The British government declared this past weekend that every adult in the UK will be able to have received a firsts dose of coronavirus vaccine by July 31.
Every adult, note, not just seniors and health care workers.
Canada, not so fast.
Not even close.
Even if you believe Trudeau’s guess about vaccine delivery (and has he ever been wrong?), we will not vaccinate our adult population until wat best end of September, at least 2 full months behind the UK, which started off in such a shambolic fashion but which has now clearly bested Canadian efforts to vaccinate its citizens.
And remember, the UK has been vaccinating full-tilt for weeks now, which not only means that their number of infections and hospitalizations should be coming down far fast than ours will (comparatively for size of population, of course), but it also means that they have likely worked most of the kinks out of carrying off this mass-scale effort.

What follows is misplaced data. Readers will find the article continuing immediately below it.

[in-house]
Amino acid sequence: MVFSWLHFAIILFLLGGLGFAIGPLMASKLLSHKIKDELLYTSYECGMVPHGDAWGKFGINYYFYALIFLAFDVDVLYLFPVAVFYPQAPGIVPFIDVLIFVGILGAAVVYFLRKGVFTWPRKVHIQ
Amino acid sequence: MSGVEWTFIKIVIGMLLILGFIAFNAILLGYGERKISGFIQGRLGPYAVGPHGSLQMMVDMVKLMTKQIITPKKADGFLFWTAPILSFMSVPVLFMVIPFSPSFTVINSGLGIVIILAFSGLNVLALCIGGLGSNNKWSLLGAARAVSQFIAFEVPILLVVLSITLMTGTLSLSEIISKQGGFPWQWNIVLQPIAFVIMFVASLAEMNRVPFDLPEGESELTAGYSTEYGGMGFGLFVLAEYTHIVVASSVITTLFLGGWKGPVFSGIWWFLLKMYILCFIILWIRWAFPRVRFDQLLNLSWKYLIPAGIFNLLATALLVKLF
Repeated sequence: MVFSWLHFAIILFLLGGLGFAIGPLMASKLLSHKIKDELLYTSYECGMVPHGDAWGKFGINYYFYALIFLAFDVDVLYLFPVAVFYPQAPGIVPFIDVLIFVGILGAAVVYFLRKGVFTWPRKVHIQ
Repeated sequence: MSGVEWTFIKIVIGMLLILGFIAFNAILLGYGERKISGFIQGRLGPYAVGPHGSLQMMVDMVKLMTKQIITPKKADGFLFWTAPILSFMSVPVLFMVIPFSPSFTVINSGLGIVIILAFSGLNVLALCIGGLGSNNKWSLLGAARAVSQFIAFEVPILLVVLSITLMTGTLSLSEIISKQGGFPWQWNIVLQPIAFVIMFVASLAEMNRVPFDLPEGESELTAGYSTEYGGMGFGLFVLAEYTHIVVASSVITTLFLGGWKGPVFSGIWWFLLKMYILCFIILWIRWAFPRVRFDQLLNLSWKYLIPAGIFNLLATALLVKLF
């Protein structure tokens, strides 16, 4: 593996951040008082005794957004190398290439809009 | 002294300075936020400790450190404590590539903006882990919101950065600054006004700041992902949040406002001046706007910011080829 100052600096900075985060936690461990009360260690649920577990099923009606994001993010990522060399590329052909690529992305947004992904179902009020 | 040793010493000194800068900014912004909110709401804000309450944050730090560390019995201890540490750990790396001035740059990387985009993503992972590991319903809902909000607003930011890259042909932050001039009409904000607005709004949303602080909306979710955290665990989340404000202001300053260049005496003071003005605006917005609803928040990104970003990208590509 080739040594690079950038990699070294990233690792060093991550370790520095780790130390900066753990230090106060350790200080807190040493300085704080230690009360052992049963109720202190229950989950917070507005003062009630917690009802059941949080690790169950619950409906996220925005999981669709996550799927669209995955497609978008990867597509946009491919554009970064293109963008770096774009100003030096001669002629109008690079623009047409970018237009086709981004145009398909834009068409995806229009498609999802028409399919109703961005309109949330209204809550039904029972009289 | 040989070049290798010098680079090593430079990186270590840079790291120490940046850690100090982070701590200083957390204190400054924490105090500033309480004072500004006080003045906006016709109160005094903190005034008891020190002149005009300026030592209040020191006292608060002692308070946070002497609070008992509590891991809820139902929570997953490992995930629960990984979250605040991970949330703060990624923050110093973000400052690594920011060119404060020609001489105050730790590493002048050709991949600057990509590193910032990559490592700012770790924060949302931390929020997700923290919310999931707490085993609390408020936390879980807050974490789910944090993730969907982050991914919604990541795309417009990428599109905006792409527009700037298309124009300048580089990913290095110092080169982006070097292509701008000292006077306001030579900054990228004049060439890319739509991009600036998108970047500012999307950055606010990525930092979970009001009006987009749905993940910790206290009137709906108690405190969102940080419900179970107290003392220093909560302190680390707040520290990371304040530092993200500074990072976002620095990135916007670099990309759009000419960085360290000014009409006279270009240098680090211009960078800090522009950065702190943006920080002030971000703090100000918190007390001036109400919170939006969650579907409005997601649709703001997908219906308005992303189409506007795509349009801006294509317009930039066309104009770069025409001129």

Canada, on the other hand, has still not had a chance to see if they can even distribute the vast number of vaccines that we will have to distribute in the coming months, let alone worked out the no-doubt still-unforeseen problems that will arrive at the distribution sites.
There is absolutely no doubt about this: Canadian health authorities and government officials from top to bottom have simply not done as good a job as health authorities and officials in other countries.